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Student Publications Stress the Importance of Student Press Freedom Day

Student Press Freedom | Graphic by Rose Taylor | The Wright State Guardian

Today is Student Press Freedom Day, which the Student Press Law Center created to protect the right to pursue journalism in the college setting. There are several different student papers across the Miami Valley and beyond that all operate in a different manner but serve the same purpose to inform the public.

The Guardian

The Guardian is a small student newspaper run by 15 to 20 Wright State University students. It encompasses both the Dayton and Lake campuses and mainly focuses on the WSU and the Miami Valley areas. Our Editor-in-Chief is Alexis Lewis, a senior English and French double major.

At the Guardian, our stories start with pitches. We all come up with a few for the sections under which we write. Then we take them to our planning meetings, which are generally on Wednesday, to present to the rest of the team. 

After the meeting, we get in touch with sources and add photo notes for the photography team. We generally have until the next Thursday at 10 a.m. to submit our stories to the editors. Once the story goes to the editor, it goes through two or three rounds of editing before it is published. 

The process from pitch to post takes about a week and a half to complete (barring any breaks or issues). The videographers, photographers and social media staff also work to curate their own content throughout the week.

Additionally, The Guardian also does a yearly magazine called Flight that is themed and written by several Guardian writers on top of their weekly writing. The Guardian also is in charge of the literary journal Nexus, which is fueled by creative submissions from staff and the WSU community. 

The Guardian is far from the only student publication in the state of Ohio.

The Post

Katie Millard, a senior journalism major, is Editor-in-Chief for The Post, which is a student publication at Ohio University. The Post services the OU campus as well as the broader Athens and Ohio communities. 

Unlike The Guardian, The Post runs on a crew of 300 student journalists. They have 11 sections that hold their meetings and choose what stories they pick up. They can produce daily content to go online while the crew works behind the scenes to put together a print copy of The Post. 

“We have a very talented staff and rarely have notes—they know their sections best,” Millard said. 

Millard explained that about 15 stories go out daily between 10 p.m. and midnight through their late-night process, which allows The Post to achieve its daily publishing goals.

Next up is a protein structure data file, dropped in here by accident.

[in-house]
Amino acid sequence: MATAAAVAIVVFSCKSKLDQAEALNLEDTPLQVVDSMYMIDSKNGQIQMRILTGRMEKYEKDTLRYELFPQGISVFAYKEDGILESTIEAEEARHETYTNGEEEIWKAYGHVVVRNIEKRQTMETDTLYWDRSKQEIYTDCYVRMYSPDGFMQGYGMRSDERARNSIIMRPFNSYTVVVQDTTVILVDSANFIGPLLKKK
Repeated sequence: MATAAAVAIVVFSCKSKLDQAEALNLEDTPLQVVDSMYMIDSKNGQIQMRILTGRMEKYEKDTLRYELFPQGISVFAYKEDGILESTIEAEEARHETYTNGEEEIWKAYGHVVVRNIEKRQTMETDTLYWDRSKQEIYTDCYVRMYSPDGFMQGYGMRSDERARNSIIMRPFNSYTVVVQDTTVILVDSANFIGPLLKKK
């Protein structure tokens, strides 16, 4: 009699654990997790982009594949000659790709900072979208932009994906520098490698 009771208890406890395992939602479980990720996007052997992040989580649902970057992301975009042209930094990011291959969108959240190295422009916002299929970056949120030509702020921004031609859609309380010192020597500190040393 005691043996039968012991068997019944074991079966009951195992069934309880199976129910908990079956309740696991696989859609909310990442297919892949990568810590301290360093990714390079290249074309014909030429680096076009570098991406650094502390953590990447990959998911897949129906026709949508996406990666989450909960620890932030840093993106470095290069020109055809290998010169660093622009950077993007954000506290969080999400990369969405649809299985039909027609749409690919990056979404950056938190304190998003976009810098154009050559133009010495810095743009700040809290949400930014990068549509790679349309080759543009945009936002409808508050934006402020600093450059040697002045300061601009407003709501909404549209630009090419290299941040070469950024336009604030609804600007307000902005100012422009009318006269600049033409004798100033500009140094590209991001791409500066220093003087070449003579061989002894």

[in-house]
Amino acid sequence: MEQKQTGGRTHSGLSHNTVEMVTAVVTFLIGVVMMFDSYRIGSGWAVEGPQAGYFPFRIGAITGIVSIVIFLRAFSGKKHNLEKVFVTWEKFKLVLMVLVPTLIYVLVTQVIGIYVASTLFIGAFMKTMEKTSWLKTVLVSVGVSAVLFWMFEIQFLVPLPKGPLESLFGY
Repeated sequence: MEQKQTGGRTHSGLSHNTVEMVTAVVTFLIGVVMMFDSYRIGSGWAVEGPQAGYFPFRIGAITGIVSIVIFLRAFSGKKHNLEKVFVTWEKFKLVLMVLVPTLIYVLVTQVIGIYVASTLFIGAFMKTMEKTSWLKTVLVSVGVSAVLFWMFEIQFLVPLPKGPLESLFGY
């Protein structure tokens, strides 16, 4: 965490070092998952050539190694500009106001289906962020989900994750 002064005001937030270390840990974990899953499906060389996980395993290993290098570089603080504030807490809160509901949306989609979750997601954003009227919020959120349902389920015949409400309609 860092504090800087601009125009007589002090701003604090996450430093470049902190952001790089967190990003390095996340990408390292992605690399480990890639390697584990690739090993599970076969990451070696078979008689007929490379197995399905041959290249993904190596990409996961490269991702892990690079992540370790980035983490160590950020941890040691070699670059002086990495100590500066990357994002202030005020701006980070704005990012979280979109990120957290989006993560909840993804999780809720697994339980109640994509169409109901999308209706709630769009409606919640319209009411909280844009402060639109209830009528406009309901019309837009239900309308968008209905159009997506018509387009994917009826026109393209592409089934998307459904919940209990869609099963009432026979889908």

The Northerner

Another student publication is The Northerner, which is a mainly-print publication that comes from Northern Kentucky University. Their Editor-in-Chief is Braden White, a senior journalism major. 

The Northerner is a print publication that is released monthly. Each edition has a theme, and because of the nature of publication, The Northerner staff works to find the timeliest articles for their publication. They also have a website that reports daily news about the happenings that go on throughout campus. 

The magazine is released on Wednesday in the middle of the month. White and a few other Northerner staff distribute the magazines across campus.

The importance of freedom of the press

Freedom of the press is an important right that we have in our constitution. It falls under the First Amendment along with the freedoms of speech and religion. These freedoms are considered core values of America. In that nature, freedom of the press is just as important.

“Freedom of [the] press is very important,” Robert Leonard, an instructor of communication at WSU, said. “It’s one of the ways that we as Americans can protect human rights.”

Leonard explained that without freedom of the press, important things would never be talked about.

“Things like Watergate, the Israel and Palestine conflict, Coronavirus. If there were restrictions on press coverage, these big issues would not be reported on,” Leonard said.

This goes for student publications as well. If these sources are censored and restricted, then there is a chance that students will not receive the news they need. 

“Freedom of the press is crucial. It allows us to keep our community and university leaders in check and keep the public informed of what’s going on on campus and around town,” Millard said. “With free press comes democracy, and we are lucky to be a part of it.”

Many student publications are run independently from their institutions to maintain integrity of their reporting.

“We take being independent from the university seriously. We want our readers to know that we have news for them that they can trust. With so much going on in the world, it’s important to have unbiased news,” White explained.

Student publications not only celebrate the good work of students or university faculty, but they also hold public bodies accountable and report on all forms of news that happens at the school, no matter the nature of the story. In this way, student media informs the community about news that would otherwise go unheard or unseen.

No matter how they are run, student publications are there for the students and communities of their respective universities to deliver important and up-to-date news.

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